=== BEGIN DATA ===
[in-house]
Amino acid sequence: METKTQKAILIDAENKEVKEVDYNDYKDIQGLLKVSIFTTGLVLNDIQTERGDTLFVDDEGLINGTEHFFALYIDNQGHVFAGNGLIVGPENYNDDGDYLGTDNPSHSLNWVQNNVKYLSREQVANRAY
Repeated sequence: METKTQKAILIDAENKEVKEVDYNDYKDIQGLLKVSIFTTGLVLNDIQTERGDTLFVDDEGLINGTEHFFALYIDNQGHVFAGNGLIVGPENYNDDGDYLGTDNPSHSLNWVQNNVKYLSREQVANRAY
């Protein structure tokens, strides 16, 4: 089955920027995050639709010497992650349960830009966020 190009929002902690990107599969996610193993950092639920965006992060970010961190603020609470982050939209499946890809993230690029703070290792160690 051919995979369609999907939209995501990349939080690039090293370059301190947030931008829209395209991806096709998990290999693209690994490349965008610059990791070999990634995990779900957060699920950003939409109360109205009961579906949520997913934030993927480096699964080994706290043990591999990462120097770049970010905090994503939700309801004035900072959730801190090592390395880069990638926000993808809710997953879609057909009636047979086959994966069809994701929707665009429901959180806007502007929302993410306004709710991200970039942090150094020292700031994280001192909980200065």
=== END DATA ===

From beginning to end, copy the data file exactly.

[in-house]
Amino acid sequence: METKTQKAILIDAENKEVKEVDYNDYKDIQGLLKVSIFTTGLVLNDIQTERGDTLFVDDEGLINGTEHFFALYIDNQGHVFAGNGLIVGPENYNDDGDYLGTDNPSHSLNWVQNNVKYLSREQVANRAY
Repeated sequence: METKTQKAILIDAENKEVKEVDYNDYKDIQGLLKVSIFTTGLVLNDIQTERGDTLFVDDEGLINGTEHFFALYIDNQGHVFAGNGLIVGPENYNDDGDYLGTDNPSHSLNWVQNNVKYLSREQVANRAY
């Protein structure tokens, strides 16, 4: 089955920027995050639709010497992650349960830009966020 190009929002902690990107599969996610193993950092639920965006992060970010961190603020609470982050939209499946890809993230690029703070290792160690 051919995979369609999907939209995501990349939080690039090293370059301190947030931008829209395209991806096709998990290999693209690994490349965008610059990791070999990634995990779900957060699920950003939409109360109205009961579906949520997913934030993927480096699964080994706290043990591999990462120097770049970010905090994503939700309801004035900072959730801190090592390395880069990638926000993808809710997953879609057909009636047979086959994966069809994701929707665009429901959180806007502007929302993410306004709710991200970039942090150094020292700031994280001192909980200065």